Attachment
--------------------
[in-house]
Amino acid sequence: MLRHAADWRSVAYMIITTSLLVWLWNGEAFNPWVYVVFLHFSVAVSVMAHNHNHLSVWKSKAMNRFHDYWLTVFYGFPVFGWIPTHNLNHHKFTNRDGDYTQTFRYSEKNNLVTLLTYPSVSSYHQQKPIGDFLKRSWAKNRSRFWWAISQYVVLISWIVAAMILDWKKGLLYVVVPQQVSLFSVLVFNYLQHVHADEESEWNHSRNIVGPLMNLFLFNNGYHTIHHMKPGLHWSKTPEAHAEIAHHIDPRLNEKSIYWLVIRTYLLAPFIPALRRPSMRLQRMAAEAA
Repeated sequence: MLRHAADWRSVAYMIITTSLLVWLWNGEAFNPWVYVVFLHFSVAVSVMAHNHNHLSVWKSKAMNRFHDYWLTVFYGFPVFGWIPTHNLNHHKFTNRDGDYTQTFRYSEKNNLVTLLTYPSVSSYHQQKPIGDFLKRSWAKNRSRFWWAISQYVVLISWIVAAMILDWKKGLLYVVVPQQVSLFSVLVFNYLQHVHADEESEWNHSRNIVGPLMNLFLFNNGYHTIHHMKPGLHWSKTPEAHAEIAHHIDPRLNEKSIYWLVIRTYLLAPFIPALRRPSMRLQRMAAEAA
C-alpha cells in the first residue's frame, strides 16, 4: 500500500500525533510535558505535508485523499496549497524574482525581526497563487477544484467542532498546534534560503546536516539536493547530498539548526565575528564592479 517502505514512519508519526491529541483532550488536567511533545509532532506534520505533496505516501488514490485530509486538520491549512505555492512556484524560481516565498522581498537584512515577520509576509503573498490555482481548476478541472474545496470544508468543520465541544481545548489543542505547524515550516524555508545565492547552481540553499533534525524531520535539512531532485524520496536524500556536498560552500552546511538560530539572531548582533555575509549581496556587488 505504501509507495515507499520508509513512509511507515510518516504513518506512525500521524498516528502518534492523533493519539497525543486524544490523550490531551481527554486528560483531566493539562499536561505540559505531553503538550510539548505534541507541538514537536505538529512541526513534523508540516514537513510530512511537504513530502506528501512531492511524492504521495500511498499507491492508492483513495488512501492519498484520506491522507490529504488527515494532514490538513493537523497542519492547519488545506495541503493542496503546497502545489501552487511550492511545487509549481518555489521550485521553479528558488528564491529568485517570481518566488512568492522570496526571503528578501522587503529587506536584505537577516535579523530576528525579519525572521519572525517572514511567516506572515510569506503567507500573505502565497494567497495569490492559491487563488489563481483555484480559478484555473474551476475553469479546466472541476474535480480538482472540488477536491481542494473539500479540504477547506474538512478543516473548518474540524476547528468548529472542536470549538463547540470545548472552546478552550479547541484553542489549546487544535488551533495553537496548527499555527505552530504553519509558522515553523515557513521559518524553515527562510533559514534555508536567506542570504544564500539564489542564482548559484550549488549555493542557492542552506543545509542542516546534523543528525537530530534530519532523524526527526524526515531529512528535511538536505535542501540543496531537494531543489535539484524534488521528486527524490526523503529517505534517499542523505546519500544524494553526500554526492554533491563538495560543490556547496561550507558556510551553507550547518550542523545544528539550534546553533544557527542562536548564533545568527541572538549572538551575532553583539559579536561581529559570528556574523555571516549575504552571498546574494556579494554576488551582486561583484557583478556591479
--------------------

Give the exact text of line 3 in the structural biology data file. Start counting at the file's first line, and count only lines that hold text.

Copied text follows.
Repeated sequence: MLRHAADWRSVAYMIITTSLLVWLWNGEAFNPWVYVVFLHFSVAVSVMAHNHNHLSVWKSKAMNRFHDYWLTVFYGFPVFGWIPTHNLNHHKFTNRDGDYTQTFRYSEKNNLVTLLTYPSVSSYHQQKPIGDFLKRSWAKNRSRFWWAISQYVVLISWIVAAMILDWKKGLLYVVVPQQVSLFSVLVFNYLQHVHADEESEWNHSRNIVGPLMNLFLFNNGYHTIHHMKPGLHWSKTPEAHAEIAHHIDPRLNEKSIYWLVIRTYLLAPFIPALRRPSMRLQRMAAEAA